(the pen name of Fatma-Zohra Imalhayene)
Assia Djebar was born in Algeria to parents from the Berkani tribe of Dahra. She adopted the pen name Assia Djebar when her first novel, La Soif (Hunger) was published in 1957, in France where she was studying at the Sorbonne.
In 1958, she travelled to Tunis, where she worked as a reporter alongside Frantz Fanon, travelling to Algerian refugee camps on the Tunisian border with the Red Cross and Crescent. In 1962, she returned to Algeria to report on the first days of the country's independence.
She settled in Algeria in 1974, and began teaching at the University of Algiers. In 1978, she made a feature film with an Algerian TV company, The Nouba of the Women on Mont Chenoua, which won the critics' prize at Venice. Her second feature, La Zerda, won a prize at Berlin in 1983. In 1995, she took up an academic post at the University of Louisiana, Baton Rouge, and in 2002 was named a Silver Chair at New York University. She is a member of the Belgian Royal Academy and of the Academie Française.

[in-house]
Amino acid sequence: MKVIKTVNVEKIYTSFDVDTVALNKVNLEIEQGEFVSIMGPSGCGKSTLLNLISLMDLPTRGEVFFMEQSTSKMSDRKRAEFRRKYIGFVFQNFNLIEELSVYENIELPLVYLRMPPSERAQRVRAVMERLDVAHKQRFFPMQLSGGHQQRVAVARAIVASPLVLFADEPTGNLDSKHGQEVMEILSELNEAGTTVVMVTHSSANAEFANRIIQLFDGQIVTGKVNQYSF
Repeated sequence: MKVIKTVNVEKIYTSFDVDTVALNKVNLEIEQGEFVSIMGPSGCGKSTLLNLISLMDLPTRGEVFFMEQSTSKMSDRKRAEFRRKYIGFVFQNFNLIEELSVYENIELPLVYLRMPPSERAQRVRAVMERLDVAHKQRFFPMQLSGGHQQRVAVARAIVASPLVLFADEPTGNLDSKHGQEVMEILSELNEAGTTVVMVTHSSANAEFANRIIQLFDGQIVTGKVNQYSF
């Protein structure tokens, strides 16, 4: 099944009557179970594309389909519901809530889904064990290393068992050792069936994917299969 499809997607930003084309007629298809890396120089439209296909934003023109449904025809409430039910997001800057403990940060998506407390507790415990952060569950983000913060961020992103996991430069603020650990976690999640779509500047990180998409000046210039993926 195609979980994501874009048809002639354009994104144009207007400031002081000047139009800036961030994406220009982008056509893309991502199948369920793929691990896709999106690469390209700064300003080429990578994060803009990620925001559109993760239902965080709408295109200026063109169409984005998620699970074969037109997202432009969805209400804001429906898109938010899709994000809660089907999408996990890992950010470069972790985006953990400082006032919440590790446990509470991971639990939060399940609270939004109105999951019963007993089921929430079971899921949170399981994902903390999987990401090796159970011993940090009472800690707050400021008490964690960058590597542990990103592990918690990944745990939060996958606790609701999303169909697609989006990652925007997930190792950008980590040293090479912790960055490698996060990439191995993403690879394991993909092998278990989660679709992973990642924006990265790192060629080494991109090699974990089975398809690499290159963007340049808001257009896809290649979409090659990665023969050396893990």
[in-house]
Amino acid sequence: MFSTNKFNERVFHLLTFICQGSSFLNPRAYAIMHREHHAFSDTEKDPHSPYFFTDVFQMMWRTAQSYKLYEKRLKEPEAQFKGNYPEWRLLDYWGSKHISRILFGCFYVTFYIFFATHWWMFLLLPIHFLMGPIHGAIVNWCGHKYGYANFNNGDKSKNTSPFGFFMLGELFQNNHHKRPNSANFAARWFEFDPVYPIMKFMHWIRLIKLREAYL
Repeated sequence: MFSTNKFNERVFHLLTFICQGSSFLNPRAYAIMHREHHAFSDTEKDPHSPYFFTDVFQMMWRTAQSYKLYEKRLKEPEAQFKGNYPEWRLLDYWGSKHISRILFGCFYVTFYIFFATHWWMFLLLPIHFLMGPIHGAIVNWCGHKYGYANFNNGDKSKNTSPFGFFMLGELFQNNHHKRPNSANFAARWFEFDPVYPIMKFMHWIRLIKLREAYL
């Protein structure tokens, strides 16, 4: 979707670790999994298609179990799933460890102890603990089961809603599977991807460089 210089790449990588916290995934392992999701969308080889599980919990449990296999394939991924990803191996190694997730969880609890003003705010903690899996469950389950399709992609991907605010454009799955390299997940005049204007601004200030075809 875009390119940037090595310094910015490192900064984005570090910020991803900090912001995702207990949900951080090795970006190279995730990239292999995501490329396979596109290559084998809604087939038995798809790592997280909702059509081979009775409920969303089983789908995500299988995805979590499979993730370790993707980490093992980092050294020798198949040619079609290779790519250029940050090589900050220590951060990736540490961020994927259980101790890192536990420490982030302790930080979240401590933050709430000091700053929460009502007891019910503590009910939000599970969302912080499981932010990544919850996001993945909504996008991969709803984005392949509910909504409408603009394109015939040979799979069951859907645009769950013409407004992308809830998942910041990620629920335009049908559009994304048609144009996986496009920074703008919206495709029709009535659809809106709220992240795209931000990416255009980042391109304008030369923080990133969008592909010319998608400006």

She published her first four novels in France, between 1957 and 1967. These were followed by her Algerian quartet, of which three titles are complete to date, and by her three "novels of exile." Djebar has also published short stories, essay collections and two libretti. All of her writing is in French.